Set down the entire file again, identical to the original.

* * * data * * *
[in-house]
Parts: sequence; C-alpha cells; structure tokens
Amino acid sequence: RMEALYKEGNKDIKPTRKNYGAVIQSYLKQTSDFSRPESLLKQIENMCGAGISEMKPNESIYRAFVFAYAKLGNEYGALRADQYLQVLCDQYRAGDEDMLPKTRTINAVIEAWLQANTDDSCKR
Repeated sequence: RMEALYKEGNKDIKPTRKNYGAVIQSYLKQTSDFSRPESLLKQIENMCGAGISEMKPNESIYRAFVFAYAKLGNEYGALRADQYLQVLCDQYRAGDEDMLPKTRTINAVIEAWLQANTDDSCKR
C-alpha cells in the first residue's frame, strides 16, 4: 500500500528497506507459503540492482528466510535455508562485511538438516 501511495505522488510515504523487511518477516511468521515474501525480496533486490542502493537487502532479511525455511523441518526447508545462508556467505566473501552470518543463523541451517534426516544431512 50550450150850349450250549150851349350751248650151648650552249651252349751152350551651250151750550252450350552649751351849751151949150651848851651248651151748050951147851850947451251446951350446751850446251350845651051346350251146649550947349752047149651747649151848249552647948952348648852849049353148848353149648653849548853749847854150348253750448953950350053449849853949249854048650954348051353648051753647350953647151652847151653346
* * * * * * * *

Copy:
[in-house]
Parts: sequence; C-alpha cells; structure tokens
Amino acid sequence: RMEALYKEGNKDIKPTRKNYGAVIQSYLKQTSDFSRPESLLKQIENMCGAGISEMKPNESIYRAFVFAYAKLGNEYGALRADQYLQVLCDQYRAGDEDMLPKTRTINAVIEAWLQANTDDSCKR
Repeated sequence: RMEALYKEGNKDIKPTRKNYGAVIQSYLKQTSDFSRPESLLKQIENMCGAGISEMKPNESIYRAFVFAYAKLGNEYGALRADQYLQVLCDQYRAGDEDMLPKTRTINAVIEAWLQANTDDSCKR
C-alpha cells in the first residue's frame, strides 16, 4: 500500500528497506507459503540492482528466510535455508562485511538438516 501511495505522488510515504523487511518477516511468521515474501525480496533486490542502493537487502532479511525455511523441518526447508545462508556467505566473501552470518543463523541451517534426516544431512 50550450150850349450250549150851349350751248650151648650552249651252349751152350551651250151750550252450350552649751351849751151949150651848851651248651151748050951147851850947451251446951350446751850446251350845651051346350251146649550947349752047149651747649151848249552647948952348648852849049353148848353149648653849548853749847854150348253750448953950350053449849853949249854048650954348051353648051753647350953647151652847151653346